Does High Blood Pressure Blurred Your Vision?

Oct 18, 2023

Introduction

The American Cardiovascular Association cautions that elevated blood pressure can result in some eye disorders, including fluid buildup beneath the retina (choroidopathy), damage to the optic nerve, and injury to blood vessels in the retina (hypertensive retinopathy).


The retina which is the outermost layer oversees gathering light that reaches the eye and transmitting signals into the brain so that they may be translated into pictures. You could feel floaters, double vision, or reduced vision when this area of the eye is injured. (Zokaeim, 2023)

How Eyes Are Affected by High Blood Pressure

High blood pressure harms the blood vessels, notably those in the eyes. When blood pressure increases, the tissue layers surrounding the eye are disturbed, and plaque formation begins. Blood vessel constriction causes an increase in blood pressure.


The blood supplies the eyeballs with the nutrients and oxygen they need. If the arteries in the eye are damaged or clogged with plaque, one may eventually begin to have visual problems.

 (Wong et al., 2007)

Tests and Exams

An ophthalmoscope will be used by your doctor to check for blood vessel narrowing and indications of fluid leakage from blood vessels.


On a rating system of 1 to 4, the degree of retinal damage (retinopathy) is rated:


○ Grade 1: Normally, you wouldn't have any symptoms.

○ Grades 2 to 3: The blood vessels have undergone a variety of alterations, and there is swelling and blood vessel leakage in different areas of the retina.

○ Grade 4: Your macular (the visual centre of the retina) and optic nerve will expand. Vision loss may result from this swelling. (Leighton et al., 1972)

Hypertensive Retinal Disease Symptoms

An eye care specialist can identify hypertensive retinopathy. Applying an ophthalmoscope, a device that projects light to inspect the back of the eye, the doctor will search for retinopathy symptoms such as:


√ blood vessels narrowing

√ Wool and cotton spots and exudates, patches on the retina

√ swelling of the optic nerve and macula, the retina's centre,

√ The inner portion of the eye is bleeding.

√ injury to the eyes. (Hayreh et al., 1996)


Eye Problems Due To Hypertension

Retinopathy refers to irritation to the blood arteries of the retina. Disruption to the arteries within the retina, the tissue that responds to light at the inner side of the eye, can cause eye hemorrhage, impaired vision, and even total blindness.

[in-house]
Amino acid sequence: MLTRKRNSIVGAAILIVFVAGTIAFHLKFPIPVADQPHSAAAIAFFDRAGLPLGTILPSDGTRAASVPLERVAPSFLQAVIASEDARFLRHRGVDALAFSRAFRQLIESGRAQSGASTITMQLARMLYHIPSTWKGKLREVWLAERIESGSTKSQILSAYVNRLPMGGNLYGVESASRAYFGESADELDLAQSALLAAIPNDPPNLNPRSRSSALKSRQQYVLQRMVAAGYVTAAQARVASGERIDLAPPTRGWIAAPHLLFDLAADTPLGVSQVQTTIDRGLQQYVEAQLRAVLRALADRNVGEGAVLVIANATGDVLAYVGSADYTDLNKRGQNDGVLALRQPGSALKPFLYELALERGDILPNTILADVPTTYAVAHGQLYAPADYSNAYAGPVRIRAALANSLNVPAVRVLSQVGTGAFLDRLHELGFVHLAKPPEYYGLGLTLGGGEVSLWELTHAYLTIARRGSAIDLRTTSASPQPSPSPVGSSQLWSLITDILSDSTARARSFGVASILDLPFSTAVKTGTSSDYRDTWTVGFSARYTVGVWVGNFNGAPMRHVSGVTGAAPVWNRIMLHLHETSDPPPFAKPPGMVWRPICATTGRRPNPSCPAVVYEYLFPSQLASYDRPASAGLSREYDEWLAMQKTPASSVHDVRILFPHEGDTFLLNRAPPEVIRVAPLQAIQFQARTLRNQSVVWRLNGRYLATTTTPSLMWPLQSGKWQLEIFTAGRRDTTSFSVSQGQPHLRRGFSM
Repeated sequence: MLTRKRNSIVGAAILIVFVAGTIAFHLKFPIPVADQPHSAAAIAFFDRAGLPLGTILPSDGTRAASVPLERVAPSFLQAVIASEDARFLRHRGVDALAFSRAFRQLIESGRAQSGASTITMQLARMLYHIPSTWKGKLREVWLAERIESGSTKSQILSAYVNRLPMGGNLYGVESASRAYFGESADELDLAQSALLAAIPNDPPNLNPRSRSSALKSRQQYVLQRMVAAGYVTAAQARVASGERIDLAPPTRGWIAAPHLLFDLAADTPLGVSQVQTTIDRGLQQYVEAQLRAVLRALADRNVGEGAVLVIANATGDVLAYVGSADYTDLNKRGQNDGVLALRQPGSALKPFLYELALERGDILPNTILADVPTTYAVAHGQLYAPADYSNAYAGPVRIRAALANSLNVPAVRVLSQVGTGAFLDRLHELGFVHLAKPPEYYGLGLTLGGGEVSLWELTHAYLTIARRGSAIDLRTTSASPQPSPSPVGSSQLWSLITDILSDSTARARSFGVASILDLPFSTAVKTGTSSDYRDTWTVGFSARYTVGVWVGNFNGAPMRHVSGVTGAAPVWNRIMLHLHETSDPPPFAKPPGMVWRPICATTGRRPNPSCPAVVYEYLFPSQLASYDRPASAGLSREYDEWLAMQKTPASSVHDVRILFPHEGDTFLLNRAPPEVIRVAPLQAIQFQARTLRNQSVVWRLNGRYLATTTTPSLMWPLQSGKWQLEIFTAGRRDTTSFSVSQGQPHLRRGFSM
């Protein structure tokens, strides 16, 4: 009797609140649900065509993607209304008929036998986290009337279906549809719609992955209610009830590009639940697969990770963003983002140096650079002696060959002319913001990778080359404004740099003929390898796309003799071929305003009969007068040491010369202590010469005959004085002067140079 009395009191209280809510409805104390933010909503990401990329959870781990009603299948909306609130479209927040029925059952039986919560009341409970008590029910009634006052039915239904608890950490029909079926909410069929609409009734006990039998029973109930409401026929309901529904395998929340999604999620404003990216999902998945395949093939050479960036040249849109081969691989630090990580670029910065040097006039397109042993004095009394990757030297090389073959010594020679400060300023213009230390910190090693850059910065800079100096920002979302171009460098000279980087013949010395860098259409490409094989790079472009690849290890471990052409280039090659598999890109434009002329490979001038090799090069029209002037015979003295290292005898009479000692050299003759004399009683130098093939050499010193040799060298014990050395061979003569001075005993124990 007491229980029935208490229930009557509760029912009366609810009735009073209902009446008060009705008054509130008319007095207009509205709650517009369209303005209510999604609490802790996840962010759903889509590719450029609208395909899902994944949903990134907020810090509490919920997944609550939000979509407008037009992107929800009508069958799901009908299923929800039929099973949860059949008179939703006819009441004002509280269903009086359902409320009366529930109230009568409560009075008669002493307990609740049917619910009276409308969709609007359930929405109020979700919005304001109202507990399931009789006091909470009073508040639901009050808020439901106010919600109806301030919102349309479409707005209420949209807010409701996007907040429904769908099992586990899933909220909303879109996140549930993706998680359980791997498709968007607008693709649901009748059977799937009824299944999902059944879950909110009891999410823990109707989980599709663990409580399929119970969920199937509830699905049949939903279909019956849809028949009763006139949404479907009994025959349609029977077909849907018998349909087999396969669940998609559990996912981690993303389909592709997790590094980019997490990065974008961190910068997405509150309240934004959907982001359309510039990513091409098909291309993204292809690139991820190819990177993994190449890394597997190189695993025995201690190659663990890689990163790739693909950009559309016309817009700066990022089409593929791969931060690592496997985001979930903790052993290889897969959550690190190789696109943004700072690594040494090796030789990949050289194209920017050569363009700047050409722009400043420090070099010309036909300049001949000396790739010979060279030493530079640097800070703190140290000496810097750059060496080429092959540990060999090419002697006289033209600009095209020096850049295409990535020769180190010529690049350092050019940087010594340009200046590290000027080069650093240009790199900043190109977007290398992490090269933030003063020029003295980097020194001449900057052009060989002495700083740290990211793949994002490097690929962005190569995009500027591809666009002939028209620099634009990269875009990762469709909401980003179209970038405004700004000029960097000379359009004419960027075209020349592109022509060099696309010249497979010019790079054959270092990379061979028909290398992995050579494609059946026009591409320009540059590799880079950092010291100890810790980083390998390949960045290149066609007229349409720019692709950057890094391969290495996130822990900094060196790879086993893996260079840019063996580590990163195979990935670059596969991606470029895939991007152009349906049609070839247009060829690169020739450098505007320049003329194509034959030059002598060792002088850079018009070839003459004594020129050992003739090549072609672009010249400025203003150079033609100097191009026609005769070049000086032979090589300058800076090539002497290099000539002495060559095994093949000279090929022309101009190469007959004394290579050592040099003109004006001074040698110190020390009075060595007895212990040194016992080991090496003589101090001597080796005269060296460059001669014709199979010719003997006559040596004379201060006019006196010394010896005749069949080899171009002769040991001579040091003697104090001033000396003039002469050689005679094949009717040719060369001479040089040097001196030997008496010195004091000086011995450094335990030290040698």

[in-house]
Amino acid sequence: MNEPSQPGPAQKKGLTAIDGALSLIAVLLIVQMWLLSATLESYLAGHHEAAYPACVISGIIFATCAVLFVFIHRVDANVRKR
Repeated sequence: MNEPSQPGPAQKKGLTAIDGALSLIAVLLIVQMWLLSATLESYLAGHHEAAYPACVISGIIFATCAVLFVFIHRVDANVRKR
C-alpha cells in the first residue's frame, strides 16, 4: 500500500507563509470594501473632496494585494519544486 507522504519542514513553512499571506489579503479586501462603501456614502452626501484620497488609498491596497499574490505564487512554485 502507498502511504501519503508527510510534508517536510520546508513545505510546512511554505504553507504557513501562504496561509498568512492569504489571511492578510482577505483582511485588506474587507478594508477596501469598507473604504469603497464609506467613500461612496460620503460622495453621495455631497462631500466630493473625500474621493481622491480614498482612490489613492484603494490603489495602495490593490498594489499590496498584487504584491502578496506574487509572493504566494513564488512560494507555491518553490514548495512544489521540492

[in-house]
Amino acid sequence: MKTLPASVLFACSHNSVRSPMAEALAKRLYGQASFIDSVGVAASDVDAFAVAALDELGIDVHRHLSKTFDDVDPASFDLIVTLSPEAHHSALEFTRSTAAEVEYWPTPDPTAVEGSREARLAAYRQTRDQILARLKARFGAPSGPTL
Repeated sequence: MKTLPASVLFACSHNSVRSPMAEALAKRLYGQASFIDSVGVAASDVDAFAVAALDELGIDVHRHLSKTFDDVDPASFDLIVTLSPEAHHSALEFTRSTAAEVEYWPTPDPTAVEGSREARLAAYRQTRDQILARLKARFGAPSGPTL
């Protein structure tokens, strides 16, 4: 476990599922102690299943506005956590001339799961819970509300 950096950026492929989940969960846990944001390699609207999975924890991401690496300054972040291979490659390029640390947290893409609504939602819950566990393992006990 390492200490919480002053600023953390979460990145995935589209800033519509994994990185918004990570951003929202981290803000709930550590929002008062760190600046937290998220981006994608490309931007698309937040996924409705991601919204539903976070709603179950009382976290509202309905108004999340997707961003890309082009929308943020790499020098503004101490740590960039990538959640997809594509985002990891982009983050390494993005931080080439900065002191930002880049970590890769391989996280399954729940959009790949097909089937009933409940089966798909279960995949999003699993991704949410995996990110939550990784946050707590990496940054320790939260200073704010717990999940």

Choroidopathy is the accumulation of fluid behind the retina. Vision that is distorted or occasionally vision-impairing scarring can arise from choroidopathy.


Glaucoma sufferers have fluid accumulation in the anterior region of the eye, which elevates ocular pressure. This may gradually harm the optic nerve's function and impair peripheral vision over time. Glaucoma can, in severe cases and if untreated, result in complete blindness.


Optic neuropathy involves nerve injury in the eye brought on by a blockage in the blood supply to the retina. This obstruction destroys nerve cells, impairing vision and resulting in eye haemorrhage. (Wong et al., 2007)

Diagnosis

The ophthalmologist may perform a some tests to determine the severity of retinal impairment. 


Fluorescein angiography: 

This examination finds issues with blood flow, such as leaks or blockages in the retinal blood vessels. To gain a better look, the doctor could dilate your pupils.

After administering a dye through a vein in the arm, doctors take pictures of the blood circulation in the retinal arteries using a device that resembles a camera. (Zokaeim, 2023)

Ophthalmoscopy:

This examination finds issues with blood flow, such as leaks or blockages in the retinal blood vessels. To gain a better look, the doctor could dilate your pupils.

After administering a dye through a vein in the arm, doctors take pictures of the blood circulation in the retinal arteries using a device that resembles a camera. (Zokaeim, 2023)

Management

You may make a number of lifestyle adjustments to reduce your blood pressure. Many of these revolve around your eating and exercise routines, with recommendations like:


√ reduce weight.

√ Lessen your intake of salt.

√ Drink less alcohol.

√ Regular exercise is advised.

√ Stop smoking.

√ Eat extra potassium, which is present in foods like bananas, avocados, and leafy greens.

√ Reduce stress. (Hayreh et al., 1996)

References:

1. Zokaeim, D. S. (2023, September 19). Does High Blood Pressure Affect Your Vision? Assil Gaur Eye Institute Blog. 


2. Wong, T., & Mitchell, P. (2007). The eye in hypertension. The Lancet, 369(9559), 425-435.


3. Leighton, D. A., & Phillips, C. I. (1972). Systemic blood pressure in open-angle glaucoma, low tension glaucoma, and the normal eye. The British journal of ophthalmology, 56(6), 447.


4. Hayreh, S. S. (1996). Systemic arterial blood pressure and the eye. Eye, 10(1), 5-28.

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